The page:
The vacuum pump 46 may comprise any of a wide range of vacuum pumps known in the art and readily commercially available that would be suitable for maintaining the pressure within the furnace within the ranges specified herein. By way of example, in one preferred embodiment, the vacuum pump 46 comprises a SDS 800 type vacuum pump, commercially available from Stokes Vacuum, Inc. of Philadelphia, Pa. 19120.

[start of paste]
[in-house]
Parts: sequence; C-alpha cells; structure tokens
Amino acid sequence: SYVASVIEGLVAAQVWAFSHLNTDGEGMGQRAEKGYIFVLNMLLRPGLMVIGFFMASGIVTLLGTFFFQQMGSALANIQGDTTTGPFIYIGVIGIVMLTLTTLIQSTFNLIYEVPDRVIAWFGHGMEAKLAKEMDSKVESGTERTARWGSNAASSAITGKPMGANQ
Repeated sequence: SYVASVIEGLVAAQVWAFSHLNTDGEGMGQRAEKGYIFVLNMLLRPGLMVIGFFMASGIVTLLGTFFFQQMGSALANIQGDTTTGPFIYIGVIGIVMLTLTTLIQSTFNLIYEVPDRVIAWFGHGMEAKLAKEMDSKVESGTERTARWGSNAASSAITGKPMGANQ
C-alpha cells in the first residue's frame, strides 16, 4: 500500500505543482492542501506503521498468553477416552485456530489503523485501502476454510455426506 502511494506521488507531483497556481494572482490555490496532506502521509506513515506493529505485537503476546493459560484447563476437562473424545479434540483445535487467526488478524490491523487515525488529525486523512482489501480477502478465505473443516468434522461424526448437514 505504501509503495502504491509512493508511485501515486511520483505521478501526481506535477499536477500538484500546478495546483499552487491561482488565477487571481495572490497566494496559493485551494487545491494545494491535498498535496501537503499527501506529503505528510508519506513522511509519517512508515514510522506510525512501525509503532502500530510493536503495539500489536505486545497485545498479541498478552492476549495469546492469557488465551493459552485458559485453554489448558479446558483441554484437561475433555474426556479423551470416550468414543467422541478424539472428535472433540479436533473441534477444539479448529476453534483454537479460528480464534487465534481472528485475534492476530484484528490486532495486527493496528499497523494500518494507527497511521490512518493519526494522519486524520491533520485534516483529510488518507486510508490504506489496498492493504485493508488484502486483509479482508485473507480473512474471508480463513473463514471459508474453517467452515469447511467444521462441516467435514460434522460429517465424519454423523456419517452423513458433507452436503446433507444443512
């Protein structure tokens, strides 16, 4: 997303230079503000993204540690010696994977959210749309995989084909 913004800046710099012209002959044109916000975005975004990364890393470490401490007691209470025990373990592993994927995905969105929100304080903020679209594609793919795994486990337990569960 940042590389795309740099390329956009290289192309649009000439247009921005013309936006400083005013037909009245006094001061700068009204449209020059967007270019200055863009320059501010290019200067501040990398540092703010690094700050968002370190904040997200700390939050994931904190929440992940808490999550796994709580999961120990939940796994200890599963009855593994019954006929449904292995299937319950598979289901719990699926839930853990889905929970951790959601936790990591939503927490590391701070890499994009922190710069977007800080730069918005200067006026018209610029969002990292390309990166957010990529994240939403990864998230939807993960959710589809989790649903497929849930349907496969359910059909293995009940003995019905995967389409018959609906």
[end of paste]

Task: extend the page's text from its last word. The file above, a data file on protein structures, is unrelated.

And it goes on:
The apparatus 10 may be operated in accordance with the following method in order to produce silver nano-particle material 12. As mentioned, the silver nano-particle material 12 is produced by vaporizing a precursor material 14 which may comprise metallic silver. In the embodiment shown and described herein, the metallic silver precursor material 14 is derived from silver wire 72 that is fed into the crucible 24 on a continuous basis by the precursor material feed system 60. Alternatively, the precursor material 14 may be provided in batches. Once the precursor material 14 is delivered to the crucible 24 contained within the furnace 16, the induction coil 52 heats the precursor material 14 to a temperature in the range of about 1600 C. to about 2000 C., which is sufficient to vaporize the silver precursor material 14, resulting in the production of a vaporized precursor material 56. Optimum results may be obtained within a temperature in the range of about 1700 C. to about 1800 C. The pressure within the furnace is maintained by adjusting the flow of process gas 22 and/or the vacuum pump 46 to maintain the internal pressure of the furnace 16 within a range of about 0.1 torr to about 6 torr, with optimum results being obtained with a pressure in the range of about 2 torr to about 4 torr.